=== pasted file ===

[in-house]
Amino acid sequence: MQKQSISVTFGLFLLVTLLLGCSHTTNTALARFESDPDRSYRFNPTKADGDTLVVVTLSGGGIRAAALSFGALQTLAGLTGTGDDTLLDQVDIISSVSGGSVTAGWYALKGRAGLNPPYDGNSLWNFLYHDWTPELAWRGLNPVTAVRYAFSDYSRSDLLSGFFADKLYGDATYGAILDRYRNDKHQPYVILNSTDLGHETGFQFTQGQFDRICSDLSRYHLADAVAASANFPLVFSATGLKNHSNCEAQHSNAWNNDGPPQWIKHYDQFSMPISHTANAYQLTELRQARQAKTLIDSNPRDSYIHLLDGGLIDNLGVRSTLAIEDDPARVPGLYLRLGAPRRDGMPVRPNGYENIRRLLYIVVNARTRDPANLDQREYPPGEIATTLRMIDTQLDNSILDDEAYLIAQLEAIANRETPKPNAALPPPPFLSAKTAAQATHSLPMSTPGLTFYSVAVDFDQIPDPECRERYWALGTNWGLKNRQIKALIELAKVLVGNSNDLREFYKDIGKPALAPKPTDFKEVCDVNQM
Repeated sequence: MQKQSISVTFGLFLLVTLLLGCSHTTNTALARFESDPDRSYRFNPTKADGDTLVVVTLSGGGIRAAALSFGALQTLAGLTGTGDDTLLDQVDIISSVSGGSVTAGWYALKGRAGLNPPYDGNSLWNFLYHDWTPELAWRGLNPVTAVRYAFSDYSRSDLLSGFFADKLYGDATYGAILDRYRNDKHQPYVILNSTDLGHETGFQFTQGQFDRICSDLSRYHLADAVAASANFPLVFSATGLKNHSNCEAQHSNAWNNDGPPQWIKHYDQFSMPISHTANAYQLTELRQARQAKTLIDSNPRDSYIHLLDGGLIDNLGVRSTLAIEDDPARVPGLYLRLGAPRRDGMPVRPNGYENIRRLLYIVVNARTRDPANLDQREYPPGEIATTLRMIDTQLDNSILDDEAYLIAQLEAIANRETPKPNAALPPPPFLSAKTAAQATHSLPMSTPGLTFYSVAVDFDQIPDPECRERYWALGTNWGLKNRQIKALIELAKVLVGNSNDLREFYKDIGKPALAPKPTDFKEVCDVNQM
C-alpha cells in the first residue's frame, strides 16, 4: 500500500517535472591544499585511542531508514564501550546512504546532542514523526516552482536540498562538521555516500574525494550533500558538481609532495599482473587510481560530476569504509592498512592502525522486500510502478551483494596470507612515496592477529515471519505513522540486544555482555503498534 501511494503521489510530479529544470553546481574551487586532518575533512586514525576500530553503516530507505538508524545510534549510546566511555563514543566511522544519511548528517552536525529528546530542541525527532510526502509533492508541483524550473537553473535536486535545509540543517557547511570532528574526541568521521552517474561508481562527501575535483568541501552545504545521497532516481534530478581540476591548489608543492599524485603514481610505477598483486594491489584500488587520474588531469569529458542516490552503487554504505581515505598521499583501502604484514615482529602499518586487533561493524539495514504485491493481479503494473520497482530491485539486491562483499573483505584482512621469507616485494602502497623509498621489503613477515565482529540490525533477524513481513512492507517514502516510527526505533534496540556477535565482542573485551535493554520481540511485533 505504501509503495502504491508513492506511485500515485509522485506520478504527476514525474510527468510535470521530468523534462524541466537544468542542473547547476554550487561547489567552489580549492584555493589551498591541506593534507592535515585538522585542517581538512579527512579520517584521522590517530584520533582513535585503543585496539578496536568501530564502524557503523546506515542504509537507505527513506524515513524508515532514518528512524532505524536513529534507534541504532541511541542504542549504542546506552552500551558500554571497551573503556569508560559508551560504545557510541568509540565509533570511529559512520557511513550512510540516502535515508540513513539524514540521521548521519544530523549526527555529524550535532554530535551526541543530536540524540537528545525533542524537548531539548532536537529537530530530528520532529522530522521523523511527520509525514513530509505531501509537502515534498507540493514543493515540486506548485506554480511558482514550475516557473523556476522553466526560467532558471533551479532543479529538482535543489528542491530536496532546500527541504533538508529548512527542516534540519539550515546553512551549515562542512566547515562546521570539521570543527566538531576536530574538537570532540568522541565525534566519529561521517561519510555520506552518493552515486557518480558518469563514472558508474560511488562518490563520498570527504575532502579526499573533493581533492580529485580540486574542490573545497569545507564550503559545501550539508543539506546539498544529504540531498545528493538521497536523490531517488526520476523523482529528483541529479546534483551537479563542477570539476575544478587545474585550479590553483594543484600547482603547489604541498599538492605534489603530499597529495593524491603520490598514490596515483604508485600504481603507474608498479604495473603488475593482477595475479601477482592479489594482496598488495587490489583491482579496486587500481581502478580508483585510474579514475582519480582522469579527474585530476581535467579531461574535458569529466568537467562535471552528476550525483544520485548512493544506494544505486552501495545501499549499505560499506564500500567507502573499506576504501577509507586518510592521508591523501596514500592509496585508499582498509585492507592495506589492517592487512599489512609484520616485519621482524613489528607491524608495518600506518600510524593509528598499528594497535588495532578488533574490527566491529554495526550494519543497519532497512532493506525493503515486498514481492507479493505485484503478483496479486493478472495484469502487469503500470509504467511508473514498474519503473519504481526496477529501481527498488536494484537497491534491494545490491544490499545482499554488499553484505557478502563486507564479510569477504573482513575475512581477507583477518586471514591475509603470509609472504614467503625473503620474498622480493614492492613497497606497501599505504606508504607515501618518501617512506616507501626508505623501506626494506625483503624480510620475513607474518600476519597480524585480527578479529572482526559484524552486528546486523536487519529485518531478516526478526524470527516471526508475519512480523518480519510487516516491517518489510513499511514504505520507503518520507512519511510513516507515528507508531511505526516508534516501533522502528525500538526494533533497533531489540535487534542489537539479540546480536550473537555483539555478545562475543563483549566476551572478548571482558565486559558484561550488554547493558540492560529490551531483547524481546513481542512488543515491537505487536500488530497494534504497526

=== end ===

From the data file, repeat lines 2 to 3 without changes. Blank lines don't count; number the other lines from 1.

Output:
Amino acid sequence: MQKQSISVTFGLFLLVTLLLGCSHTTNTALARFESDPDRSYRFNPTKADGDTLVVVTLSGGGIRAAALSFGALQTLAGLTGTGDDTLLDQVDIISSVSGGSVTAGWYALKGRAGLNPPYDGNSLWNFLYHDWTPELAWRGLNPVTAVRYAFSDYSRSDLLSGFFADKLYGDATYGAILDRYRNDKHQPYVILNSTDLGHETGFQFTQGQFDRICSDLSRYHLADAVAASANFPLVFSATGLKNHSNCEAQHSNAWNNDGPPQWIKHYDQFSMPISHTANAYQLTELRQARQAKTLIDSNPRDSYIHLLDGGLIDNLGVRSTLAIEDDPARVPGLYLRLGAPRRDGMPVRPNGYENIRRLLYIVVNARTRDPANLDQREYPPGEIATTLRMIDTQLDNSILDDEAYLIAQLEAIANRETPKPNAALPPPPFLSAKTAAQATHSLPMSTPGLTFYSVAVDFDQIPDPECRERYWALGTNWGLKNRQIKALIELAKVLVGNSNDLREFYKDIGKPALAPKPTDFKEVCDVNQM
Repeated sequence: MQKQSISVTFGLFLLVTLLLGCSHTTNTALARFESDPDRSYRFNPTKADGDTLVVVTLSGGGIRAAALSFGALQTLAGLTGTGDDTLLDQVDIISSVSGGSVTAGWYALKGRAGLNPPYDGNSLWNFLYHDWTPELAWRGLNPVTAVRYAFSDYSRSDLLSGFFADKLYGDATYGAILDRYRNDKHQPYVILNSTDLGHETGFQFTQGQFDRICSDLSRYHLADAVAASANFPLVFSATGLKNHSNCEAQHSNAWNNDGPPQWIKHYDQFSMPISHTANAYQLTELRQARQAKTLIDSNPRDSYIHLLDGGLIDNLGVRSTLAIEDDPARVPGLYLRLGAPRRDGMPVRPNGYENIRRLLYIVVNARTRDPANLDQREYPPGEIATTLRMIDTQLDNSILDDEAYLIAQLEAIANRETPKPNAALPPPPFLSAKTAAQATHSLPMSTPGLTFYSVAVDFDQIPDPECRERYWALGTNWGLKNRQIKALIELAKVLVGNSNDLREFYKDIGKPALAPKPTDFKEVCDVNQM